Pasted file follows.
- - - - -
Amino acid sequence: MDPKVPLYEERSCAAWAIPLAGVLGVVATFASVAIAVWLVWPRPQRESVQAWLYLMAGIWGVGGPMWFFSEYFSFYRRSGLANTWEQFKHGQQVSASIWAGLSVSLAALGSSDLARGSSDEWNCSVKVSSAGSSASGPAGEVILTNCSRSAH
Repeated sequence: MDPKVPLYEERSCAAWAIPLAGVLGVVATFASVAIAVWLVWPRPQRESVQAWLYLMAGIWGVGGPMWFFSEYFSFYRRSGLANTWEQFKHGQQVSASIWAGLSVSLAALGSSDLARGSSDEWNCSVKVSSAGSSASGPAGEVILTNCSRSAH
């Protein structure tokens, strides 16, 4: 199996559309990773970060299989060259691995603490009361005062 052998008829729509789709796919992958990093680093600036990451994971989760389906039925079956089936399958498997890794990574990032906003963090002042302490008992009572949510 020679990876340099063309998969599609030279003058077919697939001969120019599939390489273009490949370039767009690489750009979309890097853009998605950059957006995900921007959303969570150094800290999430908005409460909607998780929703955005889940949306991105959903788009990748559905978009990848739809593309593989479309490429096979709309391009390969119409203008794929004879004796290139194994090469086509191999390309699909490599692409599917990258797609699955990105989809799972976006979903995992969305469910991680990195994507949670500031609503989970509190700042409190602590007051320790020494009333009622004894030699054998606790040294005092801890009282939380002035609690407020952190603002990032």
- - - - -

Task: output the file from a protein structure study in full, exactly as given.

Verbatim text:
Amino acid sequence: MDPKVPLYEERSCAAWAIPLAGVLGVVATFASVAIAVWLVWPRPQRESVQAWLYLMAGIWGVGGPMWFFSEYFSFYRRSGLANTWEQFKHGQQVSASIWAGLSVSLAALGSSDLARGSSDEWNCSVKVSSAGSSASGPAGEVILTNCSRSAH
Repeated sequence: MDPKVPLYEERSCAAWAIPLAGVLGVVATFASVAIAVWLVWPRPQRESVQAWLYLMAGIWGVGGPMWFFSEYFSFYRRSGLANTWEQFKHGQQVSASIWAGLSVSLAALGSSDLARGSSDEWNCSVKVSSAGSSASGPAGEVILTNCSRSAH
């Protein structure tokens, strides 16, 4: 199996559309990773970060299989060259691995603490009361005062 052998008829729509789709796919992958990093680093600036990451994971989760389906039925079956089936399958498997890794990574990032906003963090002042302490008992009572949510 020679990876340099063309998969599609030279003058077919697939001969120019599939390489273009490949370039767009690489750009979309890097853009998605950059957006995900921007959303969570150094800290999430908005409460909607998780929703955005889940949306991105959903788009990748559905978009990848739809593309593989479309490429096979709309391009390969119409203008794929004879004796290139194994090469086509191999390309699909490599692409599917990258797609699955990105989809799972976006979903995992969305469910991680990195994507949670500031609503989970509190700042409190602590007051320790020494009333009622004894030699054998606790040294005092801890009282939380002035609690407020952190603002990032």